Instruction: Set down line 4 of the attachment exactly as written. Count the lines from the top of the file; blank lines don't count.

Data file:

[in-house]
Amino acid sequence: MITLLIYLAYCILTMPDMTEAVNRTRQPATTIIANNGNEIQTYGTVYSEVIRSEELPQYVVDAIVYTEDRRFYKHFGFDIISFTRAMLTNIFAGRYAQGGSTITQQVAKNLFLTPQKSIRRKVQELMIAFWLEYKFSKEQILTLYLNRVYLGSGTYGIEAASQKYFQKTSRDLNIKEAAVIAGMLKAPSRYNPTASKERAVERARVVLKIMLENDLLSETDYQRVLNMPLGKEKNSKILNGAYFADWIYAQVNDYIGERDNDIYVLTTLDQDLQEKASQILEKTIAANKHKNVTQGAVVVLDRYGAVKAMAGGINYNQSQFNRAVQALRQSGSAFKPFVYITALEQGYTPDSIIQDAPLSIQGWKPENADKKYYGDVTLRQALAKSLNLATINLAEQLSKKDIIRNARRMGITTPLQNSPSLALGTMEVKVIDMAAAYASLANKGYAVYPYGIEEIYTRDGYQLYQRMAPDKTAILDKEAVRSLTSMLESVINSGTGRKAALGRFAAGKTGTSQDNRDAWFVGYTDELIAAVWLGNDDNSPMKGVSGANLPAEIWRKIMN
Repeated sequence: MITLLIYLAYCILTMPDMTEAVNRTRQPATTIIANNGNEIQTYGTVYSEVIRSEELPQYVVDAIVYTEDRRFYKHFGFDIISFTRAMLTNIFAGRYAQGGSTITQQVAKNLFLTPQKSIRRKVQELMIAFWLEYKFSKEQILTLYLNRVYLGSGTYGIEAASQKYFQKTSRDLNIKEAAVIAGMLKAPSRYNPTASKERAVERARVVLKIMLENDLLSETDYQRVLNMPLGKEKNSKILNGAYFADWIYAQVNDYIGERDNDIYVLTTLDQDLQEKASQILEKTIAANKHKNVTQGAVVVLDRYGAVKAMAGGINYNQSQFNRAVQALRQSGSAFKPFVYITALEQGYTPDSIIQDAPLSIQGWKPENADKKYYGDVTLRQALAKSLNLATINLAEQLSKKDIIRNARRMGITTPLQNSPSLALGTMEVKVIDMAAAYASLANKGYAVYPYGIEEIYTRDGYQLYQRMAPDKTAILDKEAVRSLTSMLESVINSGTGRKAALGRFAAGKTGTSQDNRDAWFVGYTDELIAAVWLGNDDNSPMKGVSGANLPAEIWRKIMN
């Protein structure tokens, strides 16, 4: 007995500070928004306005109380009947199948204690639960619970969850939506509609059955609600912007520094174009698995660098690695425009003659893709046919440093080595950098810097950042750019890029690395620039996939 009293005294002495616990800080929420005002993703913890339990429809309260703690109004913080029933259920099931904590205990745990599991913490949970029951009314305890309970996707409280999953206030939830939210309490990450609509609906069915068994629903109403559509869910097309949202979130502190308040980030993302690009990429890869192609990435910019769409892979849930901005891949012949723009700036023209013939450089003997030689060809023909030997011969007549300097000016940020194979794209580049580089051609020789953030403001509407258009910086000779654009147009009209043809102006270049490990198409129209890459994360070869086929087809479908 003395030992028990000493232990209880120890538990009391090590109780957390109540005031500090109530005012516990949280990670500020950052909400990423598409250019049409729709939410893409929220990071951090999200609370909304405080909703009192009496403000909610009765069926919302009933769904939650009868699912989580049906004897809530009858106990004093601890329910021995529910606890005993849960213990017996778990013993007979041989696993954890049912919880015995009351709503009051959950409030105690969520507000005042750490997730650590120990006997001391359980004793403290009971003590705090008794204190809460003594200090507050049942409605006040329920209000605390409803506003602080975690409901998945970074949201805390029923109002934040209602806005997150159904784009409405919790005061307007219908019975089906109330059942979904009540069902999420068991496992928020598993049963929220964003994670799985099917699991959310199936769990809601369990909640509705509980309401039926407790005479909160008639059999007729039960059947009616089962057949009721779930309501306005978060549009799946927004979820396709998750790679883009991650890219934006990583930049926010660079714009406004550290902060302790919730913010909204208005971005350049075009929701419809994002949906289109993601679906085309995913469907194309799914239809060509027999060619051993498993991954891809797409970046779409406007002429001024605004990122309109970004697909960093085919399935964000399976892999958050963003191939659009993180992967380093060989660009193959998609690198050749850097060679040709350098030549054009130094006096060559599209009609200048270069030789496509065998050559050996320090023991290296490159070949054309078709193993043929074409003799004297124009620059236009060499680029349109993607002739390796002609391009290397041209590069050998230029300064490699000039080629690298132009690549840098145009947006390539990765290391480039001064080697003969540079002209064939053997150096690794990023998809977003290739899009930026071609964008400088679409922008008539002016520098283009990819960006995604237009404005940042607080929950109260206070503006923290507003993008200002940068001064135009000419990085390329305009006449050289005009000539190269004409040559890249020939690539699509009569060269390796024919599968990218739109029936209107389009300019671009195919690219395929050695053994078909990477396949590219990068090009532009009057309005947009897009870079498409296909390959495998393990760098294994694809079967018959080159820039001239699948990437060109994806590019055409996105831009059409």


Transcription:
């Protein structure tokens, strides 16, 4: 007995500070928004306005109380009947199948204690639960619970969850939506509609059955609600912007520094174009698995660098690695425009003659893709046919440093080595950098810097950042750019890029690395620039996939 009293005294002495616990800080929420005002993703913890339990429809309260703690109004913080029933259920099931904590205990745990599991913490949970029951009314305890309970996707409280999953206030939830939210309490990450609509609906069915068994629903109403559509869910097309949202979130502190308040980030993302690009990429890869192609990435910019769409892979849930901005891949012949723009700036023209013939450089003997030689060809023909030997011969007549300097000016940020194979794209580049580089051609020789953030403001509407258009910086000779654009147009009209043809102006270049490990198409129209890459994360070869086929087809479908 003395030992028990000493232990209880120890538990009391090590109780957390109540005031500090109530005012516990949280990670500020950052909400990423598409250019049409729709939410893409929220990071951090999200609370909304405080909703009192009496403000909610009765069926919302009933769904939650009868699912989580049906004897809530009858106990004093601890329910021995529910606890005993849960213990017996778990013993007979041989696993954890049912919880015995009351709503009051959950409030105690969520507000005042750490997730650590120990006997001391359980004793403290009971003590705090008794204190809460003594200090507050049942409605006040329920209000605390409803506003602080975690409901998945970074949201805390029923109002934040209602806005997150159904784009409405919790005061307007219908019975089906109330059942979904009540069902999420068991496992928020598993049963929220964003994670799985099917699991959310199936769990809601369990909640509705509980309401039926407790005479909160008639059999007729039960059947009616089962057949009721779930309501306005978060549009799946927004979820396709998750790679883009991650890219934006990583930049926010660079714009406004550290902060302790919730913010909204208005971005350049075009929701419809994002949906289109993601679906085309995913469907194309799914239809060509027999060619051993498993991954891809797409970046779409406007002429001024605004990122309109970004697909960093085919399935964000399976892999958050963003191939659009993180992967380093060989660009193959998609690198050749850097060679040709350098030549054009130094006096060559599209009609200048270069030789496509065998050559050996320090023991290296490159070949054309078709193993043929074409003799004297124009620059236009060499680029349109993607002739390796002609391009290397041209590069050998230029300064490699000039080629690298132009690549840098145009947006390539990765290391480039001064080697003969540079002209064939053997150096690794990023998809977003290739899009930026071609964008400088679409922008008539002016520098283009990819960006995604237009404005940042607080929950109260206070503006923290507003993008200002940068001064135009000419990085390329305009006449050289005009000539190269004409040559890249020939690539699509009569060269390796024919599968990218739109029936209107389009300019671009195919690219395929050695053994078909990477396949590219990068090009532009009057309005947009897009870079498409296909390959495998393990760098294994694809079967018959080159820039001239699948990437060109994806590019055409996105831009059409």